Le Bestiaire ou Cortège d'Orphée
Guillaume Apollinaire, was a bibliophile and a specialist in medieval bestiaries. In 1906 Picasso, a friend of Apollinaire's had made some experimental woodcuts of animals. Apollinaire published eighteen poems figuring all kinds of semi-mythical animals in 1908 in La phalange, an experimental journal and promised his readers an illustrated edition. Picasso was not willing to cooperate and the poet persuaded Raoul Dufy, an engraver, to provide the woodcuts. Orpheus is present in four of the 30 poems.
Several composers were inspired by these poems to set them to music: Francis Poulenc (1919), Louis Durey (1919), Jean Absil (1944) and others. Francis Poulenc originally selected twelve poems, but only published six. His friend Louis Durey composed a complete cycle (26 short songs; he omitted the poems about Orpheus). Both wrote for baritone solo accompanied by piano.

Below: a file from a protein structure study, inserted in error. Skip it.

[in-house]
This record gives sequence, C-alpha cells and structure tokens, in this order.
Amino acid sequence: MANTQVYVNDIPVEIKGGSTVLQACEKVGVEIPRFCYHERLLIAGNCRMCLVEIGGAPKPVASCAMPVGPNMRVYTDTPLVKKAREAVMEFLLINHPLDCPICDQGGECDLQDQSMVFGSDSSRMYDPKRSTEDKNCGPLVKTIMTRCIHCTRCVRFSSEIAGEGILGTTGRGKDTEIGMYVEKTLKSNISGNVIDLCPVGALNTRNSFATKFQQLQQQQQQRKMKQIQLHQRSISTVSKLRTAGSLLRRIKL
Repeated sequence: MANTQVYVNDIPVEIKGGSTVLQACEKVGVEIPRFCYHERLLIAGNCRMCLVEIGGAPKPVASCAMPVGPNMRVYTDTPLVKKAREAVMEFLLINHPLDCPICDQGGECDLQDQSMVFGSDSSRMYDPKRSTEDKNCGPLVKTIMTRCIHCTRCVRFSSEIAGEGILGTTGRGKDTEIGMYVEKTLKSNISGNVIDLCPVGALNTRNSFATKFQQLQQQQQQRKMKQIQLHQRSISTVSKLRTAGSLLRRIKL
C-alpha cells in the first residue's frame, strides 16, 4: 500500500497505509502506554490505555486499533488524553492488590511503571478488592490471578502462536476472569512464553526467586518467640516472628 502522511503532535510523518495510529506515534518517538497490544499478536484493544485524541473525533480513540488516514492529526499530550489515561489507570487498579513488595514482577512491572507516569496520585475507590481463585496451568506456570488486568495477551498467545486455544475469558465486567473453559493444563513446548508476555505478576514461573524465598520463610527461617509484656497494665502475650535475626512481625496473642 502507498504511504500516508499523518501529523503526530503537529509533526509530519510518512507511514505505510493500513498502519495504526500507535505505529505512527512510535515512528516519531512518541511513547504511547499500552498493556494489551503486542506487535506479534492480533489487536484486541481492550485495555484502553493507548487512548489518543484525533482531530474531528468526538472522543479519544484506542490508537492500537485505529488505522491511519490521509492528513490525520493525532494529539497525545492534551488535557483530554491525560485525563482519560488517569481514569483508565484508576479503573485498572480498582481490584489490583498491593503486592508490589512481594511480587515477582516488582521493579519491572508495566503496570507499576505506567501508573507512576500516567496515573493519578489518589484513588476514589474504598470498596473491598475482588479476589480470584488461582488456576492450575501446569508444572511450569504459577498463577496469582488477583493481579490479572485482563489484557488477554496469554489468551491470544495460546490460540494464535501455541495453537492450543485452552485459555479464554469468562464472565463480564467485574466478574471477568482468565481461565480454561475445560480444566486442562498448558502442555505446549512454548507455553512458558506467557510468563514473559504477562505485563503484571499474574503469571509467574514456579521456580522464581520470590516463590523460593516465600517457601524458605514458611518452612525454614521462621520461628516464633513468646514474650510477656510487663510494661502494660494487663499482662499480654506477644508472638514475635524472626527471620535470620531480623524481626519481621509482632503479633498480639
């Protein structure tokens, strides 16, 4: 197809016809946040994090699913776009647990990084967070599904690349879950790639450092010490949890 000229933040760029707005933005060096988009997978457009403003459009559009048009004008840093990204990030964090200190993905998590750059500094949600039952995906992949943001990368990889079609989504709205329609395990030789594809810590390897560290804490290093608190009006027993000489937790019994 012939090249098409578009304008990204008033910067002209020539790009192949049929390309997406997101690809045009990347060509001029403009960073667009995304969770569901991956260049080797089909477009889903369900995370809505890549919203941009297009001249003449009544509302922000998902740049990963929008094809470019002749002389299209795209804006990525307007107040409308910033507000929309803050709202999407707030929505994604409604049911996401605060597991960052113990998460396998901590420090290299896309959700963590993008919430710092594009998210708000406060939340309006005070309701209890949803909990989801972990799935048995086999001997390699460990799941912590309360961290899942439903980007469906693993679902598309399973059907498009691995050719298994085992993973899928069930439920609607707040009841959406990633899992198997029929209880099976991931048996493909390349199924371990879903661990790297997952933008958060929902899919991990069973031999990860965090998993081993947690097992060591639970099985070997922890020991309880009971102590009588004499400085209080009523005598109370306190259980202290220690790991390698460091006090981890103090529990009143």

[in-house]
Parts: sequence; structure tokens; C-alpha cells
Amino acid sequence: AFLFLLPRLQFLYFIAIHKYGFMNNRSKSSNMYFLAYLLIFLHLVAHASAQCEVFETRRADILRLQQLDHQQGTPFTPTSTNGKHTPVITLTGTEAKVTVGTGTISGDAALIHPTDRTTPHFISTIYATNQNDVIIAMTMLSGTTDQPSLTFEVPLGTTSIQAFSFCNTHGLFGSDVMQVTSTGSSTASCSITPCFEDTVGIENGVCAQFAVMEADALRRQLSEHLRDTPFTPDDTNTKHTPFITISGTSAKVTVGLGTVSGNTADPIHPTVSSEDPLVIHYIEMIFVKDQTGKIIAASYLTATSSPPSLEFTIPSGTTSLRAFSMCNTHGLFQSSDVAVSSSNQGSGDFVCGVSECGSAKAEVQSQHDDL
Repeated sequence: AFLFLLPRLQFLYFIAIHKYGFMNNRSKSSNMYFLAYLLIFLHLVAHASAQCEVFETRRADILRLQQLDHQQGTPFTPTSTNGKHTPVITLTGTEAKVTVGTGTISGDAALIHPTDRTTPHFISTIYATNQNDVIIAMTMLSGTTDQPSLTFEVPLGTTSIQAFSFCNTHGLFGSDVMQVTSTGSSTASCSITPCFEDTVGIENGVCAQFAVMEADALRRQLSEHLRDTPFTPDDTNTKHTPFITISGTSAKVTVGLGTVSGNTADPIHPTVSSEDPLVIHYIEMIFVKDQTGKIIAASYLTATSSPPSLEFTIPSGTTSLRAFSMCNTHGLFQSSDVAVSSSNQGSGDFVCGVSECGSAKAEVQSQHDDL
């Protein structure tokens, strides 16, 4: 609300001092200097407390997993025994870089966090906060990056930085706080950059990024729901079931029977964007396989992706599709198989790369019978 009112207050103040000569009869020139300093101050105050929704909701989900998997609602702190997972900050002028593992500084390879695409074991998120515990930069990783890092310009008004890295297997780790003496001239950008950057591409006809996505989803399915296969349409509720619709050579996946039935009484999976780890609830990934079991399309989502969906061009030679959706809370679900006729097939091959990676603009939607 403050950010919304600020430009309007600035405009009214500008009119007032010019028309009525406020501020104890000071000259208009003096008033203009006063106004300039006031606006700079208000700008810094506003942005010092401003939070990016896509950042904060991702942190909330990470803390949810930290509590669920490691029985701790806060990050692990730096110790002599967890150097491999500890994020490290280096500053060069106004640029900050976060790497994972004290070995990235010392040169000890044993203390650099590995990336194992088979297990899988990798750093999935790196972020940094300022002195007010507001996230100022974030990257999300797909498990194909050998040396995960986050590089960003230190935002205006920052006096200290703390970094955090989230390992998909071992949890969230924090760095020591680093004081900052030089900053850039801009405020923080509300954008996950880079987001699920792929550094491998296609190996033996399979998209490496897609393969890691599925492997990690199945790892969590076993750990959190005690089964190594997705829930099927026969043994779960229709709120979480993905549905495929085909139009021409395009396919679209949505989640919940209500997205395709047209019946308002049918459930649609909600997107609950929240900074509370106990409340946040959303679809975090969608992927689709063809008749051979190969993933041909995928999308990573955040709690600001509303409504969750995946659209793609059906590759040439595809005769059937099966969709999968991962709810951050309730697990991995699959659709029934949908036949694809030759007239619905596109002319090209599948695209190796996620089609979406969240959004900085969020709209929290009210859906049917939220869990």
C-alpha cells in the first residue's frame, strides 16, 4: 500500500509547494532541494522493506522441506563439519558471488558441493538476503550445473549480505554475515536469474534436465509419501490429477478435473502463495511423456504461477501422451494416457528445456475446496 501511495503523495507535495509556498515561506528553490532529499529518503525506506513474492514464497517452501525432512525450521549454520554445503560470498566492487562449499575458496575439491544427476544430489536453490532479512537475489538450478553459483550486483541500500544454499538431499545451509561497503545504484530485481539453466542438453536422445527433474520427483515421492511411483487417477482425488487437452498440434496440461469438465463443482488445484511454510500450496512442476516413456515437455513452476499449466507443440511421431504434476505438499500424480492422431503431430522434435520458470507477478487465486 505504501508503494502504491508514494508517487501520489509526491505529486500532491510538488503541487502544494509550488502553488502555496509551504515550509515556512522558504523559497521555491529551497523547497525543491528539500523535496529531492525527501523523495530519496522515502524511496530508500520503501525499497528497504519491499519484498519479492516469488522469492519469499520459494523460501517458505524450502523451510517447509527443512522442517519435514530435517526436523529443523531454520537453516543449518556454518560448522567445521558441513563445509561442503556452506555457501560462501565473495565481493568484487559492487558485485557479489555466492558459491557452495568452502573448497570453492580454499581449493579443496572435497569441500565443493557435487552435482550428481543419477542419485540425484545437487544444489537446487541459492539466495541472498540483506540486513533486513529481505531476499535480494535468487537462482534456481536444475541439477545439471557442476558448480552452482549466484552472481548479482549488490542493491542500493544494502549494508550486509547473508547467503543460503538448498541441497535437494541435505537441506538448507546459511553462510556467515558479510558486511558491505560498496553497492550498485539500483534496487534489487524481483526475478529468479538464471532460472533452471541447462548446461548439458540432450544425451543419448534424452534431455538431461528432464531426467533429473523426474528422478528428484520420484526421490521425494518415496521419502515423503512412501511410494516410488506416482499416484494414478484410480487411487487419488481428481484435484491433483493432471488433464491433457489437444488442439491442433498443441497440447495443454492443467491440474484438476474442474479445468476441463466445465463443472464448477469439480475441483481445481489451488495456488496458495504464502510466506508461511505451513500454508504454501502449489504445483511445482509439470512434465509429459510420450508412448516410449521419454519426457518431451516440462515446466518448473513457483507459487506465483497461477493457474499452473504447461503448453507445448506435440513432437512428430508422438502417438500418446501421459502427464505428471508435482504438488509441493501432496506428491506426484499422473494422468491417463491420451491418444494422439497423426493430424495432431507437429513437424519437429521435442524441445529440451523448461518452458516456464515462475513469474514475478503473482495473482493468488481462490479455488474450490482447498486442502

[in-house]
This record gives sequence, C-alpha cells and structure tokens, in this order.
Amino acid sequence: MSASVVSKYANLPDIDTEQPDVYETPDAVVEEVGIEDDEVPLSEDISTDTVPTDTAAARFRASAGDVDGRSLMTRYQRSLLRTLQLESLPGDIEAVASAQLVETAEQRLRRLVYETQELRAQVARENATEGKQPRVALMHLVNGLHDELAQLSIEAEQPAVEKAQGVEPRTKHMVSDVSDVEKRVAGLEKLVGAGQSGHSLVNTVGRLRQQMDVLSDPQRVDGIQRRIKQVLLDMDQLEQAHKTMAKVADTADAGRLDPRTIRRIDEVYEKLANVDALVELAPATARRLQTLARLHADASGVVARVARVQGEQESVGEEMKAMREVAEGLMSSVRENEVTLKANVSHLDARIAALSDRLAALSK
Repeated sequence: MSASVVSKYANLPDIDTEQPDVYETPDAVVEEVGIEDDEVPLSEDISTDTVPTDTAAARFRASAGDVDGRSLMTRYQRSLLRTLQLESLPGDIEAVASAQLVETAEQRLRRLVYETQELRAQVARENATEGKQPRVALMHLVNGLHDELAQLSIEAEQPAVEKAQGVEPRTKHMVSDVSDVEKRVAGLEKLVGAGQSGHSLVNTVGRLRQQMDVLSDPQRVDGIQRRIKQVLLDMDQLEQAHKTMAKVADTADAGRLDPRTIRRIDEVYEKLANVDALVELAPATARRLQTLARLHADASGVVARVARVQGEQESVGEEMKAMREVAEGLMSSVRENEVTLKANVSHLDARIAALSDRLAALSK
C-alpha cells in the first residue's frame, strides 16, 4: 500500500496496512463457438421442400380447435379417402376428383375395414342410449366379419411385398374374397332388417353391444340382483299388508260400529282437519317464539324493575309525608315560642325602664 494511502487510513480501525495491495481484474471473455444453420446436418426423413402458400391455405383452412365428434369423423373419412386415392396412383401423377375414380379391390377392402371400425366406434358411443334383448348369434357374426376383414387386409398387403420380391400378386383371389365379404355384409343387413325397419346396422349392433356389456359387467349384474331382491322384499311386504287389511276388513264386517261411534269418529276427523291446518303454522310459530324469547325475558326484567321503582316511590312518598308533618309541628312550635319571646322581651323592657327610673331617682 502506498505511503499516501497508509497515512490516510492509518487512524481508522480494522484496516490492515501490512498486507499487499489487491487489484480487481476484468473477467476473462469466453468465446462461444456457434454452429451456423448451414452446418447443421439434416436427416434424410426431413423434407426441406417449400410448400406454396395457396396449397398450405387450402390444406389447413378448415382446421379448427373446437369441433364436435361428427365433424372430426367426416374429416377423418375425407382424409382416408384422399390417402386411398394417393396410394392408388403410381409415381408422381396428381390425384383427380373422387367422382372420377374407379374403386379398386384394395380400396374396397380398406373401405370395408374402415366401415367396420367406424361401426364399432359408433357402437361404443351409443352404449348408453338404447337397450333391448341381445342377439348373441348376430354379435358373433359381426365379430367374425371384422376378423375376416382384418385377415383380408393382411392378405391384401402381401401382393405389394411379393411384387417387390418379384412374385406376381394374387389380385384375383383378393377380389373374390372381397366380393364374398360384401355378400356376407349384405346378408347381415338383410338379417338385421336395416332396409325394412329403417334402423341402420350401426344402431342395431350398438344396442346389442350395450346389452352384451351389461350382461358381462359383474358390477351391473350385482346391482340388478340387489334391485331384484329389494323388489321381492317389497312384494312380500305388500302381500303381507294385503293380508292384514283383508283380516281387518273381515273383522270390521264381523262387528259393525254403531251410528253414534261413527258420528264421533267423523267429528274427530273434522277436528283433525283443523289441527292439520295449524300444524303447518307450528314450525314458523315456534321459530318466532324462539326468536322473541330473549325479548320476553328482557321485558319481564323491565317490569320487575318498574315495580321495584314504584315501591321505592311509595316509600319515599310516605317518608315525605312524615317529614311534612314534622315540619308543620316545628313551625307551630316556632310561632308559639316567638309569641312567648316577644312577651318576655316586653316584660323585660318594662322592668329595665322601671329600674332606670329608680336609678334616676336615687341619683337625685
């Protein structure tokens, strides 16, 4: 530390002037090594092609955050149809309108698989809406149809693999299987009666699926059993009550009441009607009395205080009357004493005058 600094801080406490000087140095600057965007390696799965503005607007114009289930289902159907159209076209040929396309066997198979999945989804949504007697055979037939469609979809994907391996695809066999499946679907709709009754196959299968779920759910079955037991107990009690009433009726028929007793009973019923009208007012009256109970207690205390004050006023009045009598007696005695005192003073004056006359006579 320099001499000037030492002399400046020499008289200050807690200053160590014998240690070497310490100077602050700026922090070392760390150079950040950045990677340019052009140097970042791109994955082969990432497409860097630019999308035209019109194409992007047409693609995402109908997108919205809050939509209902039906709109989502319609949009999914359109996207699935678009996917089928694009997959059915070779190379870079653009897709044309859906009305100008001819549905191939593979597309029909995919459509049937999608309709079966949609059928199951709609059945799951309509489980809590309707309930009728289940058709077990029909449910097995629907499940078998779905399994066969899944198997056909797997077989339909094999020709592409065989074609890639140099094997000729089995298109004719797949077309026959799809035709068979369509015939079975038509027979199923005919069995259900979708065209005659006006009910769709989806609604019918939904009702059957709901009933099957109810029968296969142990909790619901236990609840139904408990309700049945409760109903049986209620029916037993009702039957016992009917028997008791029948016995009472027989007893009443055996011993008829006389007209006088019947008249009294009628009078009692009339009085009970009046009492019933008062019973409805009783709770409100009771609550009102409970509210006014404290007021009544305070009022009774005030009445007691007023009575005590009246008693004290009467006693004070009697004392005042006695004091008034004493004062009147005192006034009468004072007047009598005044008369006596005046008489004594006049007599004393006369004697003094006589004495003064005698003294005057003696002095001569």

Northern Irish composer Alan Mills set six of the poems to music (for baritone and piano) in 1985.
- Guillaume Apollinaire, Le Bestiaire ou Cortège d'Orphée, illustrations de Raoul Dufy, Deplanche, 1911 - La Sirène, 1919.
- Guillaume Apollinaire, Le Bestiaire ou Cortège d'Orphée, lithographies en couleurs de Jean Picart Le Doux, Les Bibliophiles de France, 1962.
- Alan Parker, Mark Willhardt, ed. (2000). Who's Who in Twentieth Century World Poetry. Routledge. p. 14. ISBN 9780203991992.
- Gasman, Lydia (2007). War and the Cosmos in Picasso's Texts, 1936-1940. iUniverse. p. 259. ISBN 9780595842971.
- Six Poems from Le bestiare (no date) Available at: http://www.musichaven.co.uk/Six-Poems-from-Le-bestiare.html (Accessed: 13 October 2015)
- Le Bestiaire ou Cortège d'Orphée : Deux poèmes refusés (Le Condor, Le Morpion) on Gallica
- Guillaume Apollinaire All poems with illustrations and translations
- From Poetry to Songs: Hare, Rabbit and Sirens in Apollinaire’s Bestiary